???????Curious, hybrid animals

First hybrid animals in history discovered


Thanks to various 4,500-year-old written and iconographic sources, archaeologists have known for decades that highly prized equids, called kungas, were used by the Mesopotamian elite for ceremonial, diplomatic, and warlike functions, although their zoological classification had not been established. could conclusively determine.

However, the results of a novel DNA study, published this Friday in Science Advances, revealed that this animal was the product of the cross between domestic donkeys and hemipos (a species of Syrian wild ass now extinct), thus documenting the first evidence of hybrid animal breeding in history.

The identity of the mysterious animal, the scientists detail, was discovered by sequencing the genome of a species of equid, whose morphological characteristics did not fit any other species of this known family, found a decade ago in the funerary complex of Umm el Marra, in current Syria, belonging to the Bronze Age (between 3000 and 2000 BC).

During the tests, the paleogeneticists compared samples recovered from the burials with those from an 11-year-old wild Syrian ass discovered at Gobekli Tepe, Turkey, and with two of the last known Hemipos before they became extinct in the early 20th century. XX.

The results obtained showed that the equid specimens from Umm el Marra "harbor the maternal lineage of the domestic ass and the paternal lineage of the Syrian wild ass, which suggests that they could be first-generation hybrids, since interspecific hybrids of equids are usually infertile or infertile," the authors explain.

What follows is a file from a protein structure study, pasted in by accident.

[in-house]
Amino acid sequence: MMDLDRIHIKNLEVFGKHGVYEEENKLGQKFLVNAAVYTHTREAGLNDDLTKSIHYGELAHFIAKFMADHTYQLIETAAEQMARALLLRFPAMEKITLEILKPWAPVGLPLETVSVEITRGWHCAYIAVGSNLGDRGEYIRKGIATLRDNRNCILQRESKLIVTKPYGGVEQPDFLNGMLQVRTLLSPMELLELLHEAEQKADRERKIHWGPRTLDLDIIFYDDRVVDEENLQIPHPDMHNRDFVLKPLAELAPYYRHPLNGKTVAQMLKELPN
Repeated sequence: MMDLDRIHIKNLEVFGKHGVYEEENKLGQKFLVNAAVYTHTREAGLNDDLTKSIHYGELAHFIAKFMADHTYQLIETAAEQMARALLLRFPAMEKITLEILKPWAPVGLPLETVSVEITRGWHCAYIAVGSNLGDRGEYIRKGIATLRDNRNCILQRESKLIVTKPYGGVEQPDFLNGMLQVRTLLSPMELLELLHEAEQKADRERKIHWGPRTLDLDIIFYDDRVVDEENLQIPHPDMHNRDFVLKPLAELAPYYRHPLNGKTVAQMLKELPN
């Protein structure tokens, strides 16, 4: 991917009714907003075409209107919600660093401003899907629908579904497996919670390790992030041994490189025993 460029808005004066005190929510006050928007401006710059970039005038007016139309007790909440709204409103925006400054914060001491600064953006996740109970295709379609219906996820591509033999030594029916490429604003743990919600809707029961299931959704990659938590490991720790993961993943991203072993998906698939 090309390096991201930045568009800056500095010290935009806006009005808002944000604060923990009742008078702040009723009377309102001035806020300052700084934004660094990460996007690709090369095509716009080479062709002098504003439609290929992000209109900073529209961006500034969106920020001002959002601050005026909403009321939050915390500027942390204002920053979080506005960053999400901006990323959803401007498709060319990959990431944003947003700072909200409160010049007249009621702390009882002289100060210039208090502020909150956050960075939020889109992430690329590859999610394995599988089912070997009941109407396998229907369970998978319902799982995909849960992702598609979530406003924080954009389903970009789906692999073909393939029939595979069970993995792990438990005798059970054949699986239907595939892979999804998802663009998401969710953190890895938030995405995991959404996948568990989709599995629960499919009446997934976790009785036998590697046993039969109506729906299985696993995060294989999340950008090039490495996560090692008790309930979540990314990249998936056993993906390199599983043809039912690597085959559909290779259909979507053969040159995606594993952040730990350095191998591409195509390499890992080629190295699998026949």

According to the academics, the Sumerians created their own hybrid species to obtain the best characteristics of each parent species, obtaining offspring that were stronger and faster than donkeys and horses, but more controllable and docile than hemipos. However, since the Kungas were sterile and difficult to breed, they were eventually replaced by horses imported into the region from the Pontic steppe, between the Black and Caspian Seas.

"They really bioengineered these hybrids (…) They were the first hybrids in history, as far as we know, and they had to cross them every time they wanted to produce a kunga, which explains why they were so valuable," co-author of the study Maria Geigl, told Live Science Evans. (Text and photo: RT) 


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